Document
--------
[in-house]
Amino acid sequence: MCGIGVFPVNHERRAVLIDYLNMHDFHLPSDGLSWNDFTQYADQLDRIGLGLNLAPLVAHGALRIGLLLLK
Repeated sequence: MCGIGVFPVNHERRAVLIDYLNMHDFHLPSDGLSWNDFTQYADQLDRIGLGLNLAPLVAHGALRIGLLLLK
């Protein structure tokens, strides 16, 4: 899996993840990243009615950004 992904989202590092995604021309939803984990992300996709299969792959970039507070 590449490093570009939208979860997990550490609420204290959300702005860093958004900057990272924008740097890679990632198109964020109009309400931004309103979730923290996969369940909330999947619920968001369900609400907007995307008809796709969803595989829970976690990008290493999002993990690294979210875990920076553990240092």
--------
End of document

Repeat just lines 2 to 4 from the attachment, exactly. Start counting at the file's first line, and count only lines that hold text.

Amino acid sequence: MCGIGVFPVNHERRAVLIDYLNMHDFHLPSDGLSWNDFTQYADQLDRIGLGLNLAPLVAHGALRIGLLLLK
Repeated sequence: MCGIGVFPVNHERRAVLIDYLNMHDFHLPSDGLSWNDFTQYADQLDRIGLGLNLAPLVAHGALRIGLLLLK
């Protein structure tokens, strides 16, 4: 899996993840990243009615950004 992904989202590092995604021309939803984990992300996709299969792959970039507070 590449490093570009939208979860997990550490609420204290959300702005860093958004900057990272924008740097890679990632198109964020109009309400931004309103979730923290996969369940909330999947619920968001369900609400907007995307008809796709969803595989829970976690990008290493999002993990690294979210875990920076553990240092």